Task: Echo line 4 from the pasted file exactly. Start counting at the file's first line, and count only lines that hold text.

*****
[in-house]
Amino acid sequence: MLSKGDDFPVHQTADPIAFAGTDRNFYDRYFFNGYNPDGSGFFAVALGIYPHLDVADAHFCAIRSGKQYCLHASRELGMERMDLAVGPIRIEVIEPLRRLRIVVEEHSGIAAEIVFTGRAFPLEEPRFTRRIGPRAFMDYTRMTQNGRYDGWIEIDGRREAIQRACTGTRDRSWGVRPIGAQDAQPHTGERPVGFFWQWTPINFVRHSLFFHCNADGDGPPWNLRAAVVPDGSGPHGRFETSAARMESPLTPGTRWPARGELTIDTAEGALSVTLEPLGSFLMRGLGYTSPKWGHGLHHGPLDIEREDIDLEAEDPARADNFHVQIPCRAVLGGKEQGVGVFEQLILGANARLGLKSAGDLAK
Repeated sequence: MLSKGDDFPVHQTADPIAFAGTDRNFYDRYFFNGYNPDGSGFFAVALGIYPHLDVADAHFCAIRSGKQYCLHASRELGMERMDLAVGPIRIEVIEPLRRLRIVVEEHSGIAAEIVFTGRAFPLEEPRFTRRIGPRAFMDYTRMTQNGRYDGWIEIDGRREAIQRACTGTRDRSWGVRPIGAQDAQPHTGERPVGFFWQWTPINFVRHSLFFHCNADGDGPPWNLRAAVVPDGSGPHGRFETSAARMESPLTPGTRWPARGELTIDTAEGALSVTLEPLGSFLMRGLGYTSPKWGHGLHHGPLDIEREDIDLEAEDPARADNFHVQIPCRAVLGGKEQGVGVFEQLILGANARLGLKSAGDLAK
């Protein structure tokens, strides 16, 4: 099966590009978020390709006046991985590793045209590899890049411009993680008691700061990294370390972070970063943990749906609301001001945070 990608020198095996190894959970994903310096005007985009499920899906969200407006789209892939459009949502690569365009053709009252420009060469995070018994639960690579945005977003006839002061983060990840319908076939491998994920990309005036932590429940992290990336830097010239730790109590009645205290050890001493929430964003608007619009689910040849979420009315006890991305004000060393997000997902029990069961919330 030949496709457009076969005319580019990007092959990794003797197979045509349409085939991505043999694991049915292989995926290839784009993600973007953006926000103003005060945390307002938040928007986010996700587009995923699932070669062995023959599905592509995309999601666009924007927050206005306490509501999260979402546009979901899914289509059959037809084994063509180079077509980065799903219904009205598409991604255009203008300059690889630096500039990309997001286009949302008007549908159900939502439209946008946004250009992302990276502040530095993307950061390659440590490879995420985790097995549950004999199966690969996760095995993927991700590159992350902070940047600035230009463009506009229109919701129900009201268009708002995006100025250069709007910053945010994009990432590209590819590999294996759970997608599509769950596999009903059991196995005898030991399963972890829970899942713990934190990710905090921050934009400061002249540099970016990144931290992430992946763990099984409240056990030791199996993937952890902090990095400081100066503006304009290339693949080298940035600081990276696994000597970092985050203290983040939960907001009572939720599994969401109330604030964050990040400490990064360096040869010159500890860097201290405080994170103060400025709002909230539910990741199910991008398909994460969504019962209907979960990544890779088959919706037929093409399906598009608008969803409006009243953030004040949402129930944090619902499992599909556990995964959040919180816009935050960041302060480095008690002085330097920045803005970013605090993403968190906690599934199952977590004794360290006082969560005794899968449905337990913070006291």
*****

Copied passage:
């Protein structure tokens, strides 16, 4: 099966590009978020390709006046991985590793045209590899890049411009993680008691700061990294370390972070970063943990749906609301001001945070 990608020198095996190894959970994903310096005007985009499920899906969200407006789209892939459009949502690569365009053709009252420009060469995070018994639960690579945005977003006839002061983060990840319908076939491998994920990309005036932590429940992290990336830097010239730790109590009645205290050890001493929430964003608007619009689910040849979420009315006890991305004000060393997000997902029990069961919330 030949496709457009076969005319580019990007092959990794003797197979045509349409085939991505043999694991049915292989995926290839784009993600973007953006926000103003005060945390307002938040928007986010996700587009995923699932070669062995023959599905592509995309999601666009924007927050206005306490509501999260979402546009979901899914289509059959037809084994063509180079077509980065799903219904009205598409991604255009203008300059690889630096500039990309997001286009949302008007549908159900939502439209946008946004250009992302990276502040530095993307950061390659440590490879995420985790097995549950004999199966690969996760095995993927991700590159992350902070940047600035230009463009506009229109919701129900009201268009708002995006100025250069709007910053945010994009990432590209590819590999294996759970997608599509769950596999009903059991196995005898030991399963972890829970899942713990934190990710905090921050934009400061002249540099970016990144931290992430992946763990099984409240056990030791199996993937952890902090990095400081100066503006304009290339693949080298940035600081990276696994000597970092985050203290983040939960907001009572939720599994969401109330604030964050990040400490990064360096040869010159500890860097201290405080994170103060400025709002909230539910990741199910991008398909994460969504019962209907979960990544890779088959919706037929093409399906598009608008969803409006009243953030004040949402129930944090619902499992599909556990995964959040919180816009935050960041302060480095008690002085330097920045803005970013605090993403968190906690599934199952977590004794360290006082969560005794899968449905337990913070006291």